Clients: please keep in mind that just because the college intern says they can do something doesn’t make it true. Do your homework and don’t be afraid to spend a little extra for quality workmanship and actual results.

For those prospects that see all web professionals as equivalent regardless of experience or skill: I’m sure you can find someone on Craigslist to “push buttons” for $12 an hour, and something will “just come out” — we just won’t say what.

Professional Web Development Is Not An Afterthought

The implementers that don’t know (or don’t care) that they are implementers, and label themselves as expert developers are changing the perception of what WordPress development is actually worth. This false perception of cost vs fluency is changing most drastically in the market where small and mid-sized businesses exist.

Don’t believe me? Just last week, my accountant told me I’m in a difficult business. Never mind that the need for that part of the web design market is still going up, his perception is that people can get web design for little money. (Anecdotally, nearly every small businessperson I’ve run into in the last year is willing to invest in marketing, but hesitant to invest in web design, so something to think about there.)

So what most WordPress developers are getting out of the conversation is if you call yourself a WordPress developer, and you’re not that good at what you do, and not charging a fair living wage, you are damaging the market for everyone else.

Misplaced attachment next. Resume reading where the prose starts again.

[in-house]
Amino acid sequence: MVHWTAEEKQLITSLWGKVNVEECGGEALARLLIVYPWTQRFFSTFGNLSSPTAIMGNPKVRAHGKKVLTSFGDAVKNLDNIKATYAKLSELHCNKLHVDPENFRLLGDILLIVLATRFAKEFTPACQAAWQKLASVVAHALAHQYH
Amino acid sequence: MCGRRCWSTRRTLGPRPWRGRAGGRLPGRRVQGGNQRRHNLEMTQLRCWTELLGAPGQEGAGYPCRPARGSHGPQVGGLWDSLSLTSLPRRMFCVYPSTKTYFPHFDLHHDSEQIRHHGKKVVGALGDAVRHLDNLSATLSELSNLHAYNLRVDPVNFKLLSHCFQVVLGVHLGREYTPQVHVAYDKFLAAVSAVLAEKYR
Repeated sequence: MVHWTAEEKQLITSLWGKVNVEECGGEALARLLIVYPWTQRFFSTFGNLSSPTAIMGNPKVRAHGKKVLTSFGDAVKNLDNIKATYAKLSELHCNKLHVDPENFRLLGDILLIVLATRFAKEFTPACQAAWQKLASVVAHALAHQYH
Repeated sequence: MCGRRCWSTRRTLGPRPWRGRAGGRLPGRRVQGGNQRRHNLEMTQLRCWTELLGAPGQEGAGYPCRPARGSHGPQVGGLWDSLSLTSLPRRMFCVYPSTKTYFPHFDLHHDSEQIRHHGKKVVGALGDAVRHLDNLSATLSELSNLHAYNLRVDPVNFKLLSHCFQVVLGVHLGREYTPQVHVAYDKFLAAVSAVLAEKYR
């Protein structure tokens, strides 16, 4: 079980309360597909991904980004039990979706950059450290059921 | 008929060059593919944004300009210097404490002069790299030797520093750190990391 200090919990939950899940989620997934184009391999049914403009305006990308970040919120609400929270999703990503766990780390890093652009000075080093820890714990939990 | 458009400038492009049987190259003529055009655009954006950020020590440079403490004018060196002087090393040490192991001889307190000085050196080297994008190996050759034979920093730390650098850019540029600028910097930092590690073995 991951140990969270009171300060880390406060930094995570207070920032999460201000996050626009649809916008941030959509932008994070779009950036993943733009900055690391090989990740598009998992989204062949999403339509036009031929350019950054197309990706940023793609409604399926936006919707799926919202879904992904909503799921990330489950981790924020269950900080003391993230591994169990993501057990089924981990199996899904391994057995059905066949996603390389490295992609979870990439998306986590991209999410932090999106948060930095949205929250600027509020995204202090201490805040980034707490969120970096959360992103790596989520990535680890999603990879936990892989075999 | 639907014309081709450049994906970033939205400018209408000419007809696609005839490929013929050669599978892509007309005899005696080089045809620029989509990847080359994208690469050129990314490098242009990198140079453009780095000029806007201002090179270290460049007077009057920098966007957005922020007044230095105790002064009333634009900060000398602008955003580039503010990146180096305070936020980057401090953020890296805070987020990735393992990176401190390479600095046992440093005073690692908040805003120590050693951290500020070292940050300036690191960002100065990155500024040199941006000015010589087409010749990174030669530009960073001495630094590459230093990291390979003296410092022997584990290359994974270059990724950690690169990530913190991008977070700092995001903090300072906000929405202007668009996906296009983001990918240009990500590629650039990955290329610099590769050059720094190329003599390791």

The Client’s Perspective

Unless you’re a client who is part of an enterprise or startup organization, it’s unlikely you are tech-industry-savvy enough to understand differences in what we call ourselves, or why. Most local clients are just looking for someone to help them with WordPress. They don’t know the connotative differences between engineers, programmers, developers, or implementers. Honestly, that burden shouldn’t be on them anyway. Those labels are for the people inside of the web development ecosystem. Those labels are there so the people on the inside can all agree on who can do certain things, and who can’t do certain things. Yes, it’s a little navel-gazing, so clients generally don’t care about the distinctions.

The client doesn’t care whether you know fifteen programming languages or none. The only thing your clients care about is whether you can make them money or not.

What About Value Add As A Quality Signal?

Value add has been suggested as a metric for defining who is a developer and who is an implementer. There are many well-known faces in the WordPress community who would be considered implementers — if you were going by their coding abilities alone. They would even tell you to your face that they are not developers.